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Physical Activity and Climate Change

By Ciara Frawley, 2nd year medical students as part of the #TCDMedStudentInitiative on Healthy Trinity Instagram

Benefits of physical activity

You probably already know that including regular physical activity in your weekly routine has huge benefits to your personal health. This ranges from helping to prevent noncommunicable diseases, hypertension, overweight and obesity, to improving your mental health, quality of life and your general well-being.

Physical activity and the environment

What many people have not thought about though, are the benefits being physically active can have for the environment. Being physically active can decrease the environmental burden that is associated with physical inactivity.

“investing in policies to promote walking, cycling, sport, active recreation and play can contribute directly to achieving many of the 2030 Sustainable Development Goals (SDGs).”
The Global Action Plan on Physical Activity (GAPPA) 2018-2030

Green spaces and infrastructure to support walking and cycling

Firstly, increasing the number and availability of parks and green spaces not only creates a sense of community in the surrounding areas, it promotes physical activity as well as playing a role in climate-proofing cities

Secondly, by reducing the need for vehicular transportation by promoting physical activity, we can reduce the amount of energy consumption by transportation, while also reducing their harmful emissions.  According to the UN Economic Commission for Europe, in many nations, more than 30% of final energy (i.e. energy consumed by end users such as households, industry and agriculture) is consumed in transportation. This report concludes that

“cities striving to become carbon neutral should develop a comprehensive cycling/walking infrastructure and better integrate working, shopping and entertainment opportunities.”

UN Economic Commission for Europe

What's possible in Dublin?

Cities such as Copenhagen, have demonstrated that it is in fact possible to increase the percentage of people walking and cycling beyond the percentage of people using cars. In fact in 2017, 62% of residents in Copenhagen travelled to work by bicycle compared to just 9% who drove. They have achieved this by investing in safe bicycle lanes and putting an emphasis on promoting cycling as a means of transport.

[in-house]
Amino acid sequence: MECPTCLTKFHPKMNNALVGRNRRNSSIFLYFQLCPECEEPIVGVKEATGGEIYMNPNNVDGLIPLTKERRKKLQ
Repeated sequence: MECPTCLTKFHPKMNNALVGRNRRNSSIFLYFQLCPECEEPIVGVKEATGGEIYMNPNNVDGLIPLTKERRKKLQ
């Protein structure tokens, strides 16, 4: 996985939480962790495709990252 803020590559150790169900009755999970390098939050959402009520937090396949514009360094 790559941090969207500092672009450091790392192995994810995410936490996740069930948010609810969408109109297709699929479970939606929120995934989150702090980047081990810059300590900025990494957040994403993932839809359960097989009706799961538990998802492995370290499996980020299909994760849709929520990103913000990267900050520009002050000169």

Back in 2011 and 2013, Dublin ranked in the top 20 of global bike-friendly cities, according to the Copenhagenize index, which praised the ambitious plans for a 2,400km network of cycle lanes and a target of 10% of trips to be made by bike. As these plans weren’t fully implemented, Dublin has since then fallen off the index and has not returned.

Now, due to the issues COVID-19 is presenting in regards to the reduced capacity of public transport, it is estimated that there needs to be a 200% increase in the number of people cycling and a 100% increase in the number of people walking into the city. In an effort to enable and promote its students and staff to walk and cycle safely to and from its campus, Trinity College has asked Dublin City Council to widen footpaths and install bicycle tracks on more than 8km of key routes between the campuses and residences.

If plans to green the city and instal infrastructure that supports walking and cycling were fully implemented we would have a much happier and healthier population and environment to live in.

This video highlights some of the benefits of physical activity


The Global Action Plan on Physical Activity 2018-2030

The United Nations Economic Commission for Europe

Physical activity promotion in the age of climate change (Karim Abu-Omar et al)

National Transport Authority – Enabling the City to Return to Work Interim Mobility Intervention Program for Dublin City May 2020



Trinity Physiotherapy students, supervised by Dr. Emer Barrett, ran the #MakeItFit campaign on the Healthy Trinity website and social media. This is a reel they made for Instagram about excuses.


See the full campaign here or read this abstract about it.